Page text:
Planktonic versus Biofilm Catabolic Communities: Importance of the Biofilm for Species Selection and Pesticide Degradation ▿

Verhagen, Pieter; De Gelder, Leen; Hoefman, Sven; De Vos, Paul; Boon, Nico
Fonte: American Society for Microbiology Publicador: American Society for Microbiology
Tipo: Artigo de Revista Científica
Publicado em /07/2011 EN
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Chloropropham-degrading cultures were obtained from sludge and soil samples by using two different enrichment techniques: (i) planktonic enrichments in shaken liquid medium and (ii) biofilm enrichments on two types of solid matrixes (plastic chips and gravel). Denaturing gradient gel electrophoresis fingerprinting showed that planktonic and biofilm cultures had a different community composition depending on the presence and type of added solid matrix during enrichment. This was reflected in the unique chloropropham-degrading species that could be isolated from the different cultures. Planktonic and biofilm cultures also differed in chloropropham-degrading activity. With biofilm cultures, slower chloropropham removal was observed, but with less build-up of the toxic intermediate 3-chloroaniline. Disruption of the biofilm architecture resulted in degradation characteristics shifting toward those of the free suspensions, indicating the importance of a well-established biofilm structure for good performance. These results show that biofilm-mediated enrichment techniques can be used to select for pollutant-degrading microorganisms that like to proliferate in a biofilm and that cannot be isolated using conventional shaken-liquid procedures. Furthermore...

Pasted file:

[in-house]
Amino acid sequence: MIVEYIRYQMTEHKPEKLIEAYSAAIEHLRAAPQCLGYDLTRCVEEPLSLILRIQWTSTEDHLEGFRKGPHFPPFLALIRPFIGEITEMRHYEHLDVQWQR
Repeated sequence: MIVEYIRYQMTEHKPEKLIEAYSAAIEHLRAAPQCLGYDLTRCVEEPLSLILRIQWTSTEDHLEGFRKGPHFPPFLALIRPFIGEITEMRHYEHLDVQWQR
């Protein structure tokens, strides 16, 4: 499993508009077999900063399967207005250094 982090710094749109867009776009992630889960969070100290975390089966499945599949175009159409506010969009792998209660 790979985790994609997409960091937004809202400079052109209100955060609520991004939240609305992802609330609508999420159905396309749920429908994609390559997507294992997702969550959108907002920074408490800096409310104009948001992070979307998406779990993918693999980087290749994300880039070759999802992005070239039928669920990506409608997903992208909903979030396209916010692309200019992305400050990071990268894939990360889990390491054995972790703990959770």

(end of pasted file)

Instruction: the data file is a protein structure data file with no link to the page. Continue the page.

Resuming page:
Oral Biofilm Analysis of Palatal Expanders by Fluorescence In-Situ Hybridization and Confocal Laser Scanning Microscopy

Klug, Barbara; Rodler, Claudia; Koller, Martin; Wimmer, Gernot; Kessler, Harald H.; Grube, Martin; Santigli, Elisabeth
Fonte: MyJove Corporation Publicador: MyJove Corporation
Tipo: Artigo de Revista Científica
Publicado em 20/10/2011 EN
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Confocal laser scanning microscopy (CLSM) of natural heterogeneous biofilm is today facilitated by a comprehensive range of staining techniques, one of them being fluorescence in situ hybridization (FISH).1,2 We performed a pilot study in which oral biofilm samples collected from fixed orthodontic appliances (palatal expanders) were stained by FISH, the objective being to assess the three-dimensional organization of natural biofilm and plaque accumulation.3,4 FISH creates an opportunity to stain cells in their native biofilm environment by the use of fluorescently labeled 16S rRNA-targeting probes.4-7,19 Compared to alternative techniques like immunofluorescent labeling, this is an inexpensive, precise and straightforward labeling technique to investigate different bacterial groups in mixed biofilm consortia.18,20 General probes were used that bind to Eubacteria (EUB338 + EUB338II + EUB338III; hereafter EUBmix),8-10 Firmicutes (LGC354 A-C; hereafter LGCmix),9,10 and Bacteroidetes (Bac303).11 In addition, specific probes binding to Streptococcus mutans (MUT590)12,13 and Porphyromonas gingivalis (POGI)13,14 were used. The extreme hardness of the surface materials involved (stainless steel and acrylic resin) compelled us to find new ways of preparing the biofilm. As these surface materials could not be readily cut with a cryotome...